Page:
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Peter Cartwright (1785-1872) was born in Amherst County, Virginia. The family soon moved to Logan County, Kentucky, where 16 year old Peter was converted at a camp meeting and joined the Methodist Episcopal Church. He became a preacher in 1802 and was later ordained by Francis Asbury and William McKendree. In 1812 he was appointed a presiding elder (now District Superintendent), and he served in that office for the next fifty years.

Cartwright moved from Kentucky to Illinois in 1824. In his autobiography he gave several reasons for this decision. Among them were that in Illinois he “would get entirely clear of the evil of slavery, that he could improve his financial situation and procure lands for my children as they grew up. And…I could carry the Gospel to destitute souls that had, by their removal into some new country, been deprived of the means of grace.”

Cartwright was a founding member of the Illinois Annual Conference in 1824, and remained in Illinois for the rest of his life. He was a towering figure of frontier Methodism and one of the most colorful and energetic preachers the church has produced. He was elected to 13 General Conferences and called himself “God’s Plowman.”

Despite (or perhaps because of) his own background, Cartwright tirelessly promoted Methodist education and helped found McKendree College (Lebanon), MacMurray College (Jacksonville), and Illinois Wesleyan University (Bloomington). He also was active in state affairs. Twice a member of the Illinois legislature, he ran for the United States Congress in 1846, but was defeated by the Springfield lawyer, Abraham Lincoln.

In 1808, Cartwright married Frances Gaines; together they had two sons and seven daughters, one of whom, Cynthia, died on the journey to Illinois.

The present Cartwright Church began in 1824 as a class in the Cartwright home. In 1838, Cartwright donated land and $300 towards the construction of a log chapel where the congregation worshipped until 1853. By that time, the church had grown so much that it had to divide into two congregations. One moved two miles west and built the Bethel Methodist Episcopal Church (which was torn down in 1953). The other moved into the new village of Pleasant Plains and the current building was constructed in 1857. Two additions have been made, but the sanctuary is nearly the same as it was during Cartwright’s time.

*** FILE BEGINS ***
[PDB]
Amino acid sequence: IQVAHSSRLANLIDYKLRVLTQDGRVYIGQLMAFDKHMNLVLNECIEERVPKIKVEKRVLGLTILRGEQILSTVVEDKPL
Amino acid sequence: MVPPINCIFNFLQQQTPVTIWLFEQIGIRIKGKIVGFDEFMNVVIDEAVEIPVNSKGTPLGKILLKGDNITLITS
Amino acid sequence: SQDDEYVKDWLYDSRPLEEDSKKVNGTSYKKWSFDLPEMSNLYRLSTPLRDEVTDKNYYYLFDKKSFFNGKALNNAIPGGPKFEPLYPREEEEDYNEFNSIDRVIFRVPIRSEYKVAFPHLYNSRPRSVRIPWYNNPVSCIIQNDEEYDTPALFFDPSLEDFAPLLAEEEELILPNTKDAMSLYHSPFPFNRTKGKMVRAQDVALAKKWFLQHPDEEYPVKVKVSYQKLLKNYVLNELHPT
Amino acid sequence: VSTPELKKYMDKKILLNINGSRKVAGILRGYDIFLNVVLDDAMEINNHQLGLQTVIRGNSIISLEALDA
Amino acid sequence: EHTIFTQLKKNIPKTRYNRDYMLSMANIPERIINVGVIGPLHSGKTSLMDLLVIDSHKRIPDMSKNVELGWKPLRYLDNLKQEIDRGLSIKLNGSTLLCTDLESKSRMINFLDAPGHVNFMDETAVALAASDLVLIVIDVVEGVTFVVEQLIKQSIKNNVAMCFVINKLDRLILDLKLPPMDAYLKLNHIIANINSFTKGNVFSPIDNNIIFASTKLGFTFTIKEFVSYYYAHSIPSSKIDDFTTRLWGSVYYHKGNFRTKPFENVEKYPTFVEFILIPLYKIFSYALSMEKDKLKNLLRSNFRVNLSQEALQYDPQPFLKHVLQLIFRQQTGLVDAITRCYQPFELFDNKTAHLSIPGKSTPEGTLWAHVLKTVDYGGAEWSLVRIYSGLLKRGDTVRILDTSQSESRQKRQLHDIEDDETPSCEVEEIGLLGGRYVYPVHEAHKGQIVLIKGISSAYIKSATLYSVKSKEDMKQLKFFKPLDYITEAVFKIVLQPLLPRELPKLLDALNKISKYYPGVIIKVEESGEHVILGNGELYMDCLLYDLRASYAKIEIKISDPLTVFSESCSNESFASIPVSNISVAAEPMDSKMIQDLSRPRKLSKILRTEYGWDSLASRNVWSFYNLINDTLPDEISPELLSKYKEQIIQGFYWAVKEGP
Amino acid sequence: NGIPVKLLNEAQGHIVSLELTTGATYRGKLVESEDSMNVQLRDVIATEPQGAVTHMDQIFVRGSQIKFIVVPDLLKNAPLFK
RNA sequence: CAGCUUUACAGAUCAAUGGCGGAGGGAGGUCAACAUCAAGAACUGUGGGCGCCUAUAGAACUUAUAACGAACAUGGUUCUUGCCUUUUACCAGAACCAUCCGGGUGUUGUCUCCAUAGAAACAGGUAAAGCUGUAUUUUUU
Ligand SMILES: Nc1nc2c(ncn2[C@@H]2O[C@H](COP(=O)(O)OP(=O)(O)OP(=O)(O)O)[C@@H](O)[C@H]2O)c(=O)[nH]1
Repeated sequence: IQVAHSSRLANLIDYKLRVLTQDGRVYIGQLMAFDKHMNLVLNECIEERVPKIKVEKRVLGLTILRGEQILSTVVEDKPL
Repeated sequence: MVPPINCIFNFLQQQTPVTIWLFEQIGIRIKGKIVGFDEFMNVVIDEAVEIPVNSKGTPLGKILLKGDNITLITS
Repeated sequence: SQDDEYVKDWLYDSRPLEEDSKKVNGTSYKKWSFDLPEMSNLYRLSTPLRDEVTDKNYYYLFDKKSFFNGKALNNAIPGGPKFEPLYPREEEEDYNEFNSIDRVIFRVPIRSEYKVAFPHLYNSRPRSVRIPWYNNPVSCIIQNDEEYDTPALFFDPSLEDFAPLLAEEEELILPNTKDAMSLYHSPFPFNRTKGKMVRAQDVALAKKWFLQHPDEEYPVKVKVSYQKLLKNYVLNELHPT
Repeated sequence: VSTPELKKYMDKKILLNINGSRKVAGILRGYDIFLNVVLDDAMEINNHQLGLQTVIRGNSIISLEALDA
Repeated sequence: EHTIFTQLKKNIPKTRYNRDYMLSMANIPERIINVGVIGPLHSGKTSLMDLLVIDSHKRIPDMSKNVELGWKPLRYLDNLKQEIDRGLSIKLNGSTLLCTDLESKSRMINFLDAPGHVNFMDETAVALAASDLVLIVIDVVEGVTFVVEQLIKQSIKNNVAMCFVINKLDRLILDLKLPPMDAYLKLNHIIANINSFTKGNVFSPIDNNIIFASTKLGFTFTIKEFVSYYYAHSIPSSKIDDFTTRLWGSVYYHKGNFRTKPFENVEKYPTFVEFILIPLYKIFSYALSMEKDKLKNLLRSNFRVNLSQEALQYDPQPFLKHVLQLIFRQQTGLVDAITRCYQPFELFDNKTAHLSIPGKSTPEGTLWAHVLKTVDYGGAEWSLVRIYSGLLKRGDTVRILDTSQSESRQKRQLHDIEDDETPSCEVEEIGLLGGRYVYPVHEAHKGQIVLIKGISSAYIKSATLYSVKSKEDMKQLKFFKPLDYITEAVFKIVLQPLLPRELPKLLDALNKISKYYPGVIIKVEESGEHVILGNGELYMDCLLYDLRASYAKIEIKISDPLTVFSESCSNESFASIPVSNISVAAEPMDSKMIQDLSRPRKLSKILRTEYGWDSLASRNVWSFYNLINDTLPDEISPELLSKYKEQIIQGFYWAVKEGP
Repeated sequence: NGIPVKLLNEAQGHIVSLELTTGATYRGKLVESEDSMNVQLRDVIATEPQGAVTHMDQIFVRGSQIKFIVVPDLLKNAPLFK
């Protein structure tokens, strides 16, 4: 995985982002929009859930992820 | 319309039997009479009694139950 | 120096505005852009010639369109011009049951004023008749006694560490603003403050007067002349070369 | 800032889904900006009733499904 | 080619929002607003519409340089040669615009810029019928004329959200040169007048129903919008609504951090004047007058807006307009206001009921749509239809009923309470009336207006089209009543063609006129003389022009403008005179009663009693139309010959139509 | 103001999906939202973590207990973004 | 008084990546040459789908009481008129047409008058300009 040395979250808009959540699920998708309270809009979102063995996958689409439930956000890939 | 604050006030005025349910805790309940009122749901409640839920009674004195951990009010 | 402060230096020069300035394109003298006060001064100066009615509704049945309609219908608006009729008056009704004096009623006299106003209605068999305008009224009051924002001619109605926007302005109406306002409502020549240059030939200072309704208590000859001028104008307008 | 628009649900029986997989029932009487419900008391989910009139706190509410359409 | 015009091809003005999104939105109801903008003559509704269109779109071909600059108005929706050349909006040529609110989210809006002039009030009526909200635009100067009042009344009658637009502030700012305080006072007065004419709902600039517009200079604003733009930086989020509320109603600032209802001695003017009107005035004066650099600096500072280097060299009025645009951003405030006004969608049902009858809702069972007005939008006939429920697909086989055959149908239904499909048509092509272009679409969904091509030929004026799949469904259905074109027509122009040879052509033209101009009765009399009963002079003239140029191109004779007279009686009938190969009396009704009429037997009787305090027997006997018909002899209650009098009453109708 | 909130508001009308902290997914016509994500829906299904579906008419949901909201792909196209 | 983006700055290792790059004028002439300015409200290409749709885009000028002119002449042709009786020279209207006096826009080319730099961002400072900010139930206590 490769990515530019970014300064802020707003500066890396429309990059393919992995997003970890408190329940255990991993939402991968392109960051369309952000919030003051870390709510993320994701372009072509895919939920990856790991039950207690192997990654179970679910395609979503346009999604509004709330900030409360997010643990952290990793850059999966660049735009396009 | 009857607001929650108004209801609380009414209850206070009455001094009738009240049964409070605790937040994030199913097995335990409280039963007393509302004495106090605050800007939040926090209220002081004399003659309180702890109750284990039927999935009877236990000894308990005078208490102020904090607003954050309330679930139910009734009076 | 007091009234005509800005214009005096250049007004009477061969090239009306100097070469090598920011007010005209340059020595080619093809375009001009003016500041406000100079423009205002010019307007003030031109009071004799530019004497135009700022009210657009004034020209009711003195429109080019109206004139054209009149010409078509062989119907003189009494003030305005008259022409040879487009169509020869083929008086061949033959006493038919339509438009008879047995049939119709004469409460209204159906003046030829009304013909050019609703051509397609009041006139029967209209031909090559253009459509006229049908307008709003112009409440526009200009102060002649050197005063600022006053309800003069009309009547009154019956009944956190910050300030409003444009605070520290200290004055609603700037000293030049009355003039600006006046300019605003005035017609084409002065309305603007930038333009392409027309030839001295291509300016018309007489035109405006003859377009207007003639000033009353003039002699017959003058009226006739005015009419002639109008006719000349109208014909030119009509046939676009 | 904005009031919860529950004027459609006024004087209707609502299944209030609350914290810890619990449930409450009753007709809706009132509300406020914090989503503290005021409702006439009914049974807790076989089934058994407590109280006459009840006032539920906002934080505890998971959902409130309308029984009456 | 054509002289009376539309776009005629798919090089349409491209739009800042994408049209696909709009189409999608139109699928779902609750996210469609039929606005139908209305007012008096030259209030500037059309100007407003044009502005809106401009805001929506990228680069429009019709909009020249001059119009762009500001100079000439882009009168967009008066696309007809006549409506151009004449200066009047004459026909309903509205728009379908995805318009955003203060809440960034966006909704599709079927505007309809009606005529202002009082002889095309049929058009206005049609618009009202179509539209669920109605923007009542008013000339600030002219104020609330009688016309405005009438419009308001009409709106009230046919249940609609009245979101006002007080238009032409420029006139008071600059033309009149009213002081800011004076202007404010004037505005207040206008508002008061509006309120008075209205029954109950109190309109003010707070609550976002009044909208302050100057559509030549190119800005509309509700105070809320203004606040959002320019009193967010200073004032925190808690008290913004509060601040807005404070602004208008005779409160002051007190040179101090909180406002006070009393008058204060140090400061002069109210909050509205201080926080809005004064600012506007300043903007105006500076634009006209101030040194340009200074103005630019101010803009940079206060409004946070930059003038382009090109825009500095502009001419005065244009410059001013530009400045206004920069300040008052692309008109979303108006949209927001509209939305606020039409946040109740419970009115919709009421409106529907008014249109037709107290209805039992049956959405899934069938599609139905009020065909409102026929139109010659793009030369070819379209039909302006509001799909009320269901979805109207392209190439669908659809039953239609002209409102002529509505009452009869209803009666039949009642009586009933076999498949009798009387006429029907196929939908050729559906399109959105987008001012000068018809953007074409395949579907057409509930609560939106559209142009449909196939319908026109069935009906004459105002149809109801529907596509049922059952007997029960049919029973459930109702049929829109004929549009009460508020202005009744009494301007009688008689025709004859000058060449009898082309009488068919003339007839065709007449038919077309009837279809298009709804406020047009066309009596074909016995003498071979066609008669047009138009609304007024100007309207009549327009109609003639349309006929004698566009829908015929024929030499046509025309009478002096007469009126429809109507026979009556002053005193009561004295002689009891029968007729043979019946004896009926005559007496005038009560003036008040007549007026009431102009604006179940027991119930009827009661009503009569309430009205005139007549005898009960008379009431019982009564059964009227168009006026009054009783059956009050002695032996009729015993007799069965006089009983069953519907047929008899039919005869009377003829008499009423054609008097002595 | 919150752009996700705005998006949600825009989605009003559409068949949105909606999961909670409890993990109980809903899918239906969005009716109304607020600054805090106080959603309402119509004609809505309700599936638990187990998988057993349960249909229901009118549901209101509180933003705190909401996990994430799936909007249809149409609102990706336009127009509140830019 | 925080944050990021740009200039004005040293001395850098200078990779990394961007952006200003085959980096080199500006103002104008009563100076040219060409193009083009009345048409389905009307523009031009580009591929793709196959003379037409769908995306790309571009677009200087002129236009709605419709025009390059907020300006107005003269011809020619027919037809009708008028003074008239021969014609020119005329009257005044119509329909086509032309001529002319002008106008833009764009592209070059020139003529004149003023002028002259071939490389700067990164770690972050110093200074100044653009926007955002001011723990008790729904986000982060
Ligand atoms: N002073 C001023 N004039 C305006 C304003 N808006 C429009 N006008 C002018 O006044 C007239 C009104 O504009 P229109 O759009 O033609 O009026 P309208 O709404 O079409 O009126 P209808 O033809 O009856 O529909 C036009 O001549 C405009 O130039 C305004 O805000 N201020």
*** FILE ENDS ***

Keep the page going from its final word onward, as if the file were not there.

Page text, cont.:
Points of interest at this Heritage Landmark: Five places make up the Landmark. Most prominent is the Peter Cartwright Church, which has a small museum with family artifacts; Cartwright’s pulpit is still used in the church. Peter and Frances Cartwright, their oldest son Madison, and other family members are buried in the Pleasant Plains Cemetery. In addition, visitors can see the site of the log cabin home of Eliza Cartwright Harrison, oldest Cartwright daughter, and the site of original farm home of Peter Cartwright. Bethel Cemetery is the site of Bethel Church and the burial place of Cartwright daughter Mary Jane Mickel. Parking and restroom facilities are available at the Cartwright Church, which is also wheelchair accessible.

Special events: The Peter Cartwright Memorial Sermon is preached on the third Sunday in September. The congregation also places a wreath on Cartwright’s grave at the conclusion of the worship service on Memorial Sunday in May.

Area attractions: Pleasant Plains is near a number of Lincoln sites, such as Springfield and Lincoln’s New Salem. Jacksonville is 25 miles southwest of Pleasant Plains; it is the site of MacMurray and Illinois Colleges and of the grave of Peter Akers, Methodist preacher in Kentucky and Illinois and the first president of McKendree College.

To visit: The Peter Cartwright Church is an active United Methodist congregation. It is open for regular worship; contact the church if you wish to visit at another time. The cemetery and the site of Bethel Church may be viewed during daylight hours. The site of Eliza Cartwright’s house is a private home and is not open to the public. A brochure with a map is available from the church and the Conference Archives (see addresses below).

Location: Within the boundaries of the Illinois Great Rivers Annual Conference of The United Methodist Church, in Sangamon County. Pleasant Plains is sixteen miles west of the state capital, Springfield, on State Route 125.

Food and lodging: There are restaurants in Pleasant Plains and motels and restaurants in Springfield. Lunch may be arranged for groups at the Peter Cartwright Church by prior arrangement with the church.

Directions: Take Interstate 55 to Springfield; take exit 98 to to State Route 97; follow 97 to State Route 125 (about seven miles), then take 125 to Pleasant Plains (another eight miles). The church, cemetery, and site of Betsy Cartwright’s home are just south off Route 125 in Pleasant Plains. The site Peter Cartwright’s farm is one mile north of Route 125 west of town, and the site of Bethel Church is west of Pleasant Plains, one mile north of Route 125 on State Route 123.

For further information, contact: Pastor, 209 W. Church St., Pleasant Plains, IL 62677; E-Mail:

To learn more about United Methodist church history in this area:

Illinois Great Rivers Annual Conference Archives, Illinois Great Rivers Conference Office, P.O. Box 515, Bloomington, IL 61702-0515; Kenyon Reed, Archivist; E-Mail:

The Autobiography of Peter Cartwright (Nashville: Abingdon Press, 1984; originally published in 1856).

J. Gordon Melton, Log Cabins to Steeples; The Complete Story of the United Methodist Way in Illinois (Commissions on Archives and History, Northern, Central, and Southern Illinois Conferences, 1974).